MIAMI – Local musician Harry Corbin, the experienced songwriter and guitarist of veteran pop-punk band The Restless Jets, has finished recording what experts project to be this decade’s most timeless, memorable song for suburban listeners aged 11 to 16, a new high point in the 43-year-old’s career.
“Halfpipe Babe,” detailing the story of an adolescent male’s crush on a popular female skateboarder during summer break, has been hailed as “totally relatable” and “good shit” by teenage test audiences despite the fact that Corbin, a classically-trained musician and father of two, is closer to retirement age than teen age.
“Creating art authentic to the teenage experience is a struggle, but I have methods to help me,” said Corbin from his mid-century ranch home. “You just gotta hit the three key points of any teenage anthem: hating authority, dreaming of the future, and overwhelming horniness.”
Once those themes are in place, Corbin claims, he just has to pepper in specific details – “skateboarding, eating burritos, and so on” – and get The Restless Jets to back it with “three power chords and a neat little synth riff.”
“I always make extra sure to mention cell phones, emojis, and other bullshit like that,” said the lyricist who recently received the first of his now-annual prostate exams. “We didn’t have those when I was 16, so it’s easy to forget to put ‘em in.”
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“Corbin’s skills for brilliant, youthful lyrics are no accident,” said longtime Restless Jets manager Vanessa Wang, who encourages the band to write teen-focussed songs due to the market’s stability and ubiquity. “It’s something we in the ‘biz call ‘the Matthew McConaughey Rule,’” she added. “There will always be teenagers to buy music like this.”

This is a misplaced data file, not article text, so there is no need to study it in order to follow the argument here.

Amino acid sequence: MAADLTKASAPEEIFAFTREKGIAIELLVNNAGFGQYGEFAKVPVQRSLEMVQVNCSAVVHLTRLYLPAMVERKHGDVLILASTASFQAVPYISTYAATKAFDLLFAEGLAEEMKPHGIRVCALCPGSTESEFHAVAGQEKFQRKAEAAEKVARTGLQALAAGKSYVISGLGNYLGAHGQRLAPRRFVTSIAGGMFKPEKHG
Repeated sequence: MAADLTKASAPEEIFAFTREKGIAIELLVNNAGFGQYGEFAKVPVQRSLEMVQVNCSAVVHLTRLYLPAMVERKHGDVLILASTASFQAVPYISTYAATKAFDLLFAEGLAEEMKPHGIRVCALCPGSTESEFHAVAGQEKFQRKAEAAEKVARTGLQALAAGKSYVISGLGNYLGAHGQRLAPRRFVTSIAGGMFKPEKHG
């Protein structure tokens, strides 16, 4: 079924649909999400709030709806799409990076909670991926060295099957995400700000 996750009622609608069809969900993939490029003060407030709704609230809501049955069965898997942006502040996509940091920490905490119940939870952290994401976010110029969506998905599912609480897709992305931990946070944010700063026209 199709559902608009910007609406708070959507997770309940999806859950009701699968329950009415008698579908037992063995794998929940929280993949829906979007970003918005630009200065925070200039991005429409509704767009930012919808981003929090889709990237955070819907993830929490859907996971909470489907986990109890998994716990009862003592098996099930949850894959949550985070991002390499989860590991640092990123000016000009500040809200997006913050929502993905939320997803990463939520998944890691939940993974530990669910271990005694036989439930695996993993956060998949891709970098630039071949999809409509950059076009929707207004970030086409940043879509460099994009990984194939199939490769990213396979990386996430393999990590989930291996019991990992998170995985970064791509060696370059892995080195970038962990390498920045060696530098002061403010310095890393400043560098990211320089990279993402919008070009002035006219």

Wang projects online views for “Halfpipe Babe” to reach hundreds of millions, largely comprised of a dependable audience of teenage viewers and flustered adults watching to see what all the fuss is about.
Despite his song’s near-certain popularity and profitability, Corbin’s efforts to make direct contact with his audience have been a non-starter. “I ask my teenage daughter what she thinks of my songs, and she tells me she hates it. Such a typical teenage attitude, isn’t it?” he said. Sources close to the family report that Becky Corbin, 15, “prefers listening to Chillwave.”
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